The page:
Balancing "belonging" with crisp bed sheets.

By David Z. Morris
June 18, 2017

Airbnb was born under the banner of the “sharing” or “on-demand” economy, and much of its immense brand cachet was built on travelers’ desire to “belong” rather than just be tourists. But as the company works to standardize customers’ experiences across an array of different rentals, the company might be eroding some of the warmth that set it apart from traditional hotels.

That, at least, is the perspective of some of the hosts profiled in a New York Times feature story detailing the startup’s push towards professionalism. Several hosts describe pressure from Airbnb to upgrade their accommodations, handle complexities such as local taxes, and provide better service to guests.

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Serious efforts to make the Airbnb experience more consistent date to 2014 when hotelier Chip Conley became the company’s head of hospitality. He implemented broad standards around communication, check-in procedures, and cleanliness, training hosts to run, in essence, miniature hotels, at least as far as service is concerned.

But those hosts also describe a decrease in their ability to choose who rents with them, thanks to guest-friendly features like instant booking and a decline in the kind of personal connections that many early guests and hosts valued. Some hosts also reported limited or slow support from Airbnb when renters caused damage.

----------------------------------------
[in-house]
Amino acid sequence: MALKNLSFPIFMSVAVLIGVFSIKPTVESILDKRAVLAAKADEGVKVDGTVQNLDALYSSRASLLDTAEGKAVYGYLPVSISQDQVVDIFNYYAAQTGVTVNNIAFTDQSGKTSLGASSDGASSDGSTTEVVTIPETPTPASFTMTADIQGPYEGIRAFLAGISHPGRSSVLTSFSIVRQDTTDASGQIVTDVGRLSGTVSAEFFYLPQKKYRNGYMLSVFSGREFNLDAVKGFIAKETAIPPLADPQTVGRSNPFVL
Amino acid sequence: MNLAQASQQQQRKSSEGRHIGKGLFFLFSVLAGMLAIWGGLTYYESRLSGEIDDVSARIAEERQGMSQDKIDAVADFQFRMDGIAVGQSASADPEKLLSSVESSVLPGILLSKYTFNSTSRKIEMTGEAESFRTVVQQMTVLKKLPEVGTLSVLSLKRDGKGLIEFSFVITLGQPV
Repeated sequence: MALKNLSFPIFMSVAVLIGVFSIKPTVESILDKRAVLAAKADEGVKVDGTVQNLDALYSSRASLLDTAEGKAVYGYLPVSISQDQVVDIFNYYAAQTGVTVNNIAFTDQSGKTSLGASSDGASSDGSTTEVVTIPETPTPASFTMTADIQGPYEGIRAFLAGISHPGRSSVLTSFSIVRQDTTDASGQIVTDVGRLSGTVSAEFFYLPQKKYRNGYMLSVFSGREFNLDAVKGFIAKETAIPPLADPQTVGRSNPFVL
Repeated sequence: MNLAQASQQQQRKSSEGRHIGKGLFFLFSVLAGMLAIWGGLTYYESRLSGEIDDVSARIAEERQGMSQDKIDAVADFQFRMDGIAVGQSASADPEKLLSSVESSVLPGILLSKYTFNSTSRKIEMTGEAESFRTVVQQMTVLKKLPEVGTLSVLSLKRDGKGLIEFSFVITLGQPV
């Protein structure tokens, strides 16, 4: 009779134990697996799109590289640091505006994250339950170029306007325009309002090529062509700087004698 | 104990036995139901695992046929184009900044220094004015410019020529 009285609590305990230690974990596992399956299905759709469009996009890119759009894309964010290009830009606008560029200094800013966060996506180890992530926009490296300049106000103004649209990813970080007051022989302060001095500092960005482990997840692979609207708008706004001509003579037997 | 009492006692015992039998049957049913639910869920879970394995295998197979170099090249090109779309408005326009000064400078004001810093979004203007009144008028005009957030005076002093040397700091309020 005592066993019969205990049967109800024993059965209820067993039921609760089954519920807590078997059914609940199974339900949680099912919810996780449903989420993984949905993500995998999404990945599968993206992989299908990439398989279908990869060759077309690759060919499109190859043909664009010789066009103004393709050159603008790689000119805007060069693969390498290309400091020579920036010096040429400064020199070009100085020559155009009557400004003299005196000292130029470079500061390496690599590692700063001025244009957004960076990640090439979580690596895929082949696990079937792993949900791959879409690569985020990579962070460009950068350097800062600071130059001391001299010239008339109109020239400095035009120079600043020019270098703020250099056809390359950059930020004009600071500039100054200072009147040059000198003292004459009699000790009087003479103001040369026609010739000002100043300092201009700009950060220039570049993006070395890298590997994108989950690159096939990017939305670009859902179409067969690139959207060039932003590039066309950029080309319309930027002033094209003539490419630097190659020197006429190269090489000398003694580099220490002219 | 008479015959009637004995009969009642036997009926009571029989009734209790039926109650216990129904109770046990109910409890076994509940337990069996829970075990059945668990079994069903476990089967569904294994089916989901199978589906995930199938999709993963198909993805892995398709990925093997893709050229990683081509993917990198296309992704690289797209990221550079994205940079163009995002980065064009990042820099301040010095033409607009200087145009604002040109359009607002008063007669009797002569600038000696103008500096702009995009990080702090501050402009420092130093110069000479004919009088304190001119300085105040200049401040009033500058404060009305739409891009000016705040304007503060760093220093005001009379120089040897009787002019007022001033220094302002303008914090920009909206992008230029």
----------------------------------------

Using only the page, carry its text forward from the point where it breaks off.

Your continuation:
On the other hand, Airbnb’s efforts are appreciated by many renters. Despite the site’s rating system, accommodations can still sometimes fall short—and as one frequent Airbnb user told the Times, “When an Airbnb is bad, it’s really bad.” Negative experiences can range from funny-smelling rooms to, in what is still a prickly problem for the company, instances of racial discrimination. (“I think we were late to this issue,” CEO Brian Chesky acknowledged at Fortune’s 2016 Brainstorm Tech conference.)

Stopping headline-grabbing snafus before they happen is just as important to Airbnb as appealing to a wider spectrum of customers. Venture capitalist Chris Sacca has said he didn’t invest in Airbnb because he was worried a guest could “get murdered and the blood would be on [Airbnb’s] hands.” That scenario has never unfolded, and Airbnb has mostly weathered the smaller mishaps that have come along since its launch in 2008.

That might be because Airbnb has managed to build a generally positive reputation within its community of hosts and renters. While its push for higher standards may sometimes chafe, Airbnb is generally regarded, as the Times piece demonstrates, as a company that treats its customers well—far better than on-demand economy counterpart Uber has treated some of its drivers. That’s a tradeoff most Airbnb hosts and renters are likely to make.

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